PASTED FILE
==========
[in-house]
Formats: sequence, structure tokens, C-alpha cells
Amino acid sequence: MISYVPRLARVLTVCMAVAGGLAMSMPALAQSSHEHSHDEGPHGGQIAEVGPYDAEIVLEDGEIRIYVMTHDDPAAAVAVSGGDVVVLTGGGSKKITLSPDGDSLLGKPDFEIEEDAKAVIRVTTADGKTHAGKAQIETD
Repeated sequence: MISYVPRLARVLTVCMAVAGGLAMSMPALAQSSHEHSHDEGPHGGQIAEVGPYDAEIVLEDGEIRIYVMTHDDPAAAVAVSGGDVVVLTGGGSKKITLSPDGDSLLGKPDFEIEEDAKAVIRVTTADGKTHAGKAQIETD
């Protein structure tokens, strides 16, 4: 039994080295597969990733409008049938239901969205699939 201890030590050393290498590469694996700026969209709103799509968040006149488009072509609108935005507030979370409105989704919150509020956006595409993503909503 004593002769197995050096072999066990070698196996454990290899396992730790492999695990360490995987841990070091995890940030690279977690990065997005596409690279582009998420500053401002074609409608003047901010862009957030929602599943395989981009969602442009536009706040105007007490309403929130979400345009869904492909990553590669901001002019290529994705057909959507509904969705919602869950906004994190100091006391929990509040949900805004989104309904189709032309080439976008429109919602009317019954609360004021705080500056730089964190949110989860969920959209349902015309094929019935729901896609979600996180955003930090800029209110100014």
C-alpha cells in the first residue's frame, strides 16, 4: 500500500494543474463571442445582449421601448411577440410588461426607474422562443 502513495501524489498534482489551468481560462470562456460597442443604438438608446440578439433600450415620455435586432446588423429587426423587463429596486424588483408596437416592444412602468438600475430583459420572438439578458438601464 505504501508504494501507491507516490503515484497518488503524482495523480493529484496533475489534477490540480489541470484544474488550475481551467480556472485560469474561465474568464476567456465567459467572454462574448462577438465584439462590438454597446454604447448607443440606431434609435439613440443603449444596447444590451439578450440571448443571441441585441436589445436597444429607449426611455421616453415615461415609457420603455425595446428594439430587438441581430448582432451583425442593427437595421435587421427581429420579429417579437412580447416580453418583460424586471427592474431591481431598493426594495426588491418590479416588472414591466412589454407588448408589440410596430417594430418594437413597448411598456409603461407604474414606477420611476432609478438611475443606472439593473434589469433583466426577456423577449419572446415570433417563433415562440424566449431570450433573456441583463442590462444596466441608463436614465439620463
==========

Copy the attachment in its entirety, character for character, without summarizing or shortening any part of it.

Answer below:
[in-house]
Formats: sequence, structure tokens, C-alpha cells
Amino acid sequence: MISYVPRLARVLTVCMAVAGGLAMSMPALAQSSHEHSHDEGPHGGQIAEVGPYDAEIVLEDGEIRIYVMTHDDPAAAVAVSGGDVVVLTGGGSKKITLSPDGDSLLGKPDFEIEEDAKAVIRVTTADGKTHAGKAQIETD
Repeated sequence: MISYVPRLARVLTVCMAVAGGLAMSMPALAQSSHEHSHDEGPHGGQIAEVGPYDAEIVLEDGEIRIYVMTHDDPAAAVAVSGGDVVVLTGGGSKKITLSPDGDSLLGKPDFEIEEDAKAVIRVTTADGKTHAGKAQIETD
């Protein structure tokens, strides 16, 4: 039994080295597969990733409008049938239901969205699939 201890030590050393290498590469694996700026969209709103799509968040006149488009072509609108935005507030979370409105989704919150509020956006595409993503909503 004593002769197995050096072999066990070698196996454990290899396992730790492999695990360490995987841990070091995890940030690279977690990065997005596409690279582009998420500053401002074609409608003047901010862009957030929602599943395989981009969602442009536009706040105007007490309403929130979400345009869904492909990553590669901001002019290529994705057909959507509904969705919602869950906004994190100091006391929990509040949900805004989104309904189709032309080439976008429109919602009317019954609360004021705080500056730089964190949110989860969920959209349902015309094929019935729901896609979600996180955003930090800029209110100014």
C-alpha cells in the first residue's frame, strides 16, 4: 500500500494543474463571442445582449421601448411577440410588461426607474422562443 502513495501524489498534482489551468481560462470562456460597442443604438438608446440578439433600450415620455435586432446588423429587426423587463429596486424588483408596437416592444412602468438600475430583459420572438439578458438601464 505504501508504494501507491507516490503515484497518488503524482495523480493529484496533475489534477490540480489541470484544474488550475481551467480556472485560469474561465474568464476567456465567459467572454462574448462577438465584439462590438454597446454604447448607443440606431434609435439613440443603449444596447444590451439578450440571448443571441441585441436589445436597444429607449426611455421616453415615461415609457420603455425595446428594439430587438441581430448582432451583425442593427437595421435587421427581429420579429417579437412580447416580453418583460424586471427592474431591481431598493426594495426588491418590479416588472414591466412589454407588448408589440410596430417594430418594437413597448411598456409603461407604474414606477420611476432609478438611475443606472439593473434589469433583466426577456423577449419572446415570433417563433415562440424566449431570450433573456441583463442590462444596466441608463436614465439620463